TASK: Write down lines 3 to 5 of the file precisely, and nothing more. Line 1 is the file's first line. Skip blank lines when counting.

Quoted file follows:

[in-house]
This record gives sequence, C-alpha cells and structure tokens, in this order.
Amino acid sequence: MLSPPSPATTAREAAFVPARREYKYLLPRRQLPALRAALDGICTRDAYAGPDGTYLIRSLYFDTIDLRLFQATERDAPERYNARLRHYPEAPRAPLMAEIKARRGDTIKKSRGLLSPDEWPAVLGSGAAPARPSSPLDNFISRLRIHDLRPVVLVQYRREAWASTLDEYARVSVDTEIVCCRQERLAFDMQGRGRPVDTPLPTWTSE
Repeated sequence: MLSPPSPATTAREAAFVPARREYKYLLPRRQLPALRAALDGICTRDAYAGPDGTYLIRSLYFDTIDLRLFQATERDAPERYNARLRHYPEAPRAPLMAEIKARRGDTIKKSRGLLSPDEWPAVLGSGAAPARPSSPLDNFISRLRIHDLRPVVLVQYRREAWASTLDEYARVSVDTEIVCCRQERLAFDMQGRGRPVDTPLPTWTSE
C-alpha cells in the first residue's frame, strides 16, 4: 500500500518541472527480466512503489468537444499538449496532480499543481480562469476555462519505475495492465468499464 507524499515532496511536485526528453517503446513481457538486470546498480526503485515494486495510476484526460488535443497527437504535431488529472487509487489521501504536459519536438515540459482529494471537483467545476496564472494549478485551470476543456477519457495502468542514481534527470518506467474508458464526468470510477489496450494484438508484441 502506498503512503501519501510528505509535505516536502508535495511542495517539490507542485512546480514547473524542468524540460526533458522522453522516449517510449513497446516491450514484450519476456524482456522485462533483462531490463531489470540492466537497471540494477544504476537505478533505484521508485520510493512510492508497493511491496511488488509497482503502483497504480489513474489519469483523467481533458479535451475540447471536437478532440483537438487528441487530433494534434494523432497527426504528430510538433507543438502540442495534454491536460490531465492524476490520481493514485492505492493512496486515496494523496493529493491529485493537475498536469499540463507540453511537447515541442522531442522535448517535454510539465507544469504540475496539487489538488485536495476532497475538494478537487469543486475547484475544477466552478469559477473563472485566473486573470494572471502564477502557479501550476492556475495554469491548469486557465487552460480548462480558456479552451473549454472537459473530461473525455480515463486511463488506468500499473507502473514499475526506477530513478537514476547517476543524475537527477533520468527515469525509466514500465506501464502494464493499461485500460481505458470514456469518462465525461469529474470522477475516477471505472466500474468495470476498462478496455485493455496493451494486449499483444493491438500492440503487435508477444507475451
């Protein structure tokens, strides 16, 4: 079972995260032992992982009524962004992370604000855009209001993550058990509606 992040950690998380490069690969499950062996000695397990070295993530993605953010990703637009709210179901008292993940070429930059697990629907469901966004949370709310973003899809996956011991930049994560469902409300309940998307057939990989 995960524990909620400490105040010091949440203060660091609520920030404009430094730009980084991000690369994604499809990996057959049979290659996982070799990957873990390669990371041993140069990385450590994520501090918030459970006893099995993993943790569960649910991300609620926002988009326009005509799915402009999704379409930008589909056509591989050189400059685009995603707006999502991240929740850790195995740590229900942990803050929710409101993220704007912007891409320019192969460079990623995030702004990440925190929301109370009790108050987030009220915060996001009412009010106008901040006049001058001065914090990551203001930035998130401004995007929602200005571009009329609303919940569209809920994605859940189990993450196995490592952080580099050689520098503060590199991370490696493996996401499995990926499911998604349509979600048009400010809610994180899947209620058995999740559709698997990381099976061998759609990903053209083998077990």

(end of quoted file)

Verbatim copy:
Amino acid sequence: MLSPPSPATTAREAAFVPARREYKYLLPRRQLPALRAALDGICTRDAYAGPDGTYLIRSLYFDTIDLRLFQATERDAPERYNARLRHYPEAPRAPLMAEIKARRGDTIKKSRGLLSPDEWPAVLGSGAAPARPSSPLDNFISRLRIHDLRPVVLVQYRREAWASTLDEYARVSVDTEIVCCRQERLAFDMQGRGRPVDTPLPTWTSE
Repeated sequence: MLSPPSPATTAREAAFVPARREYKYLLPRRQLPALRAALDGICTRDAYAGPDGTYLIRSLYFDTIDLRLFQATERDAPERYNARLRHYPEAPRAPLMAEIKARRGDTIKKSRGLLSPDEWPAVLGSGAAPARPSSPLDNFISRLRIHDLRPVVLVQYRREAWASTLDEYARVSVDTEIVCCRQERLAFDMQGRGRPVDTPLPTWTSE
C-alpha cells in the first residue's frame, strides 16, 4: 500500500518541472527480466512503489468537444499538449496532480499543481480562469476555462519505475495492465468499464 507524499515532496511536485526528453517503446513481457538486470546498480526503485515494486495510476484526460488535443497527437504535431488529472487509487489521501504536459519536438515540459482529494471537483467545476496564472494549478485551470476543456477519457495502468542514481534527470518506467474508458464526468470510477489496450494484438508484441 502506498503512503501519501510528505509535505516536502508535495511542495517539490507542485512546480514547473524542468524540460526533458522522453522516449517510449513497446516491450514484450519476456524482456522485462533483462531490463531489470540492466537497471540494477544504476537505478533505484521508485520510493512510492508497493511491496511488488509497482503502483497504480489513474489519469483523467481533458479535451475540447471536437478532440483537438487528441487530433494534434494523432497527426504528430510538433507543438502540442495534454491536460490531465492524476490520481493514485492505492493512496486515496494523496493529493491529485493537475498536469499540463507540453511537447515541442522531442522535448517535454510539465507544469504540475496539487489538488485536495476532497475538494478537487469543486475547484475544477466552478469559477473563472485566473486573470494572471502564477502557479501550476492556475495554469491548469486557465487552460480548462480558456479552451473549454472537459473530461473525455480515463486511463488506468500499473507502473514499475526506477530513478537514476547517476543524475537527477533520468527515469525509466514500465506501464502494464493499461485500460481505458470514456469518462465525461469529474470522477475516477471505472466500474468495470476498462478496455485493455496493451494486449499483444493491438500492440503487435508477444507475451